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David Skelton: The midlands and northern challenge - where we hold only 16 of 124 urban seats

Skelton DaveDavid Skelton is a former Deputy Director of Policy Exchange. He is now establishing a campaign group aimed at broadening Conservative appeal, which will launch in July. Follow David on Twitter.

Take a look at the electoral map for the big Tory landslides since 1945 – whether it be Eden’s in 1955, Macmillan’s in 1959 or Thatcher’s in 1983. One thing becomes abundantly clear – a major contribution to big-post war election victories was winning seats in Scotland, the North and the Midlands. These leaders were winning seats in cities that have now become an electoral  wasteland for the Conservatives.

If the Conservatives cannot make significant headway in the urban centres in the North and Midlands, as well as making some kind of recovery in Scotland and picking up seats in the South West, it will be much more difficult for them to govern with an overall majority again. Being shut out from great swathes of the nation means that the party is starting each election campaign at a disadvantage. That’s why it’s so crucial that the Conservatives make a focused and determined effort to regain lost ground outside of its South Eastern heartland.

The scale of the problem is illustrated by the fact that the Tories hold less than a third of the seats in the North of England and only a single seat in Scotland. They hold only 20 of the 124 urban seats in the North and Midlands (that’s a mere 16 per cent). In cities where there was once a strong Tory presence, such as Newcastle, Sheffield, Manchester and Liverpool, conservatism has become very much a minority interest – there isn’t a single Tory Councillor in any of these cities and in most Council wards the party isn’t even in a challenging position.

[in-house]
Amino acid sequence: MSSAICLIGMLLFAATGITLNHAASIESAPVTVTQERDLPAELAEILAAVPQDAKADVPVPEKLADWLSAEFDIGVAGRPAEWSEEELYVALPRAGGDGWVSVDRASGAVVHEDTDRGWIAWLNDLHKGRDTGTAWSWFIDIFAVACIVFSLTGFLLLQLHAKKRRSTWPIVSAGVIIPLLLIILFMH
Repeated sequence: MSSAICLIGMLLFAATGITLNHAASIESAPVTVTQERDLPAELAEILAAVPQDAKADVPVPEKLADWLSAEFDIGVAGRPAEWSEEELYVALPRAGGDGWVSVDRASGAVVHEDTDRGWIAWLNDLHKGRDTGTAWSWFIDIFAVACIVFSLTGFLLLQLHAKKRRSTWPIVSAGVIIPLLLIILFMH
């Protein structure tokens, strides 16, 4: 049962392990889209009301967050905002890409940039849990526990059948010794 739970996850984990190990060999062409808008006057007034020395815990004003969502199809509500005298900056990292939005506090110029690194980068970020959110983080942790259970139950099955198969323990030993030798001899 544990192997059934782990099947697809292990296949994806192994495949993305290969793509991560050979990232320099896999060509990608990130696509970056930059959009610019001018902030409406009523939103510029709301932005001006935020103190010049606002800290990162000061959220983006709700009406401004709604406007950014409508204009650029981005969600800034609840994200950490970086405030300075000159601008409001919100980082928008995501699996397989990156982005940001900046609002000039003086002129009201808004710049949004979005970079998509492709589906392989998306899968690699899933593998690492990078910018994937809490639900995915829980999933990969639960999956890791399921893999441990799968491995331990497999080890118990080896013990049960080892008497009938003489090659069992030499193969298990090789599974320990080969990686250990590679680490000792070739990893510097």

In Liverpool, once a bastion of working class Toryism, the Party came a miserable seventh in last year’s election to be Mayor of the city – with just over four per cent of the vote, compared to the winning candidate’s 59 per cent. There isn’t much evidence that the situation has improved since then either. This morning’s YouGov poll, which gives Labour a nine point lead nationally, gives them an 11 per cent lead in the Midlands and Wales and a whopping 36 per cent lead in the North.

There is no easy solution for the Conservatives to win back ground in the North. Those who argue for a basic re-run of the 2001 and 2005 campaigns in pursuit of Northern votes ignore the fact that those campaigns produced catastrophic results in the North and Midlands. Instead, Conservatives have to work hard to show that they understand the needs and concerns of Northern and Midlands voters and are doing something about them.

It’s pretty clear that what matters most to voters nationwide is the cost of living. That was shown by Policy Exchange’s extensive ‘Northern Lights’ polling last year. And the same research showed that the cost of living mattered even more to voters in the North and Midlands than it does to voters elsewhere in the country. Research by the IFS showed that the five years since the financial crash has seen the biggest fall in real incomes of any comparable five year period.  

Other issues are far less important when voters are having trouble paying their bills and are worried about their job security. The cost of fuel, the cost of energy, the cost of housing and the cost of transport all matter to hard pressed voters.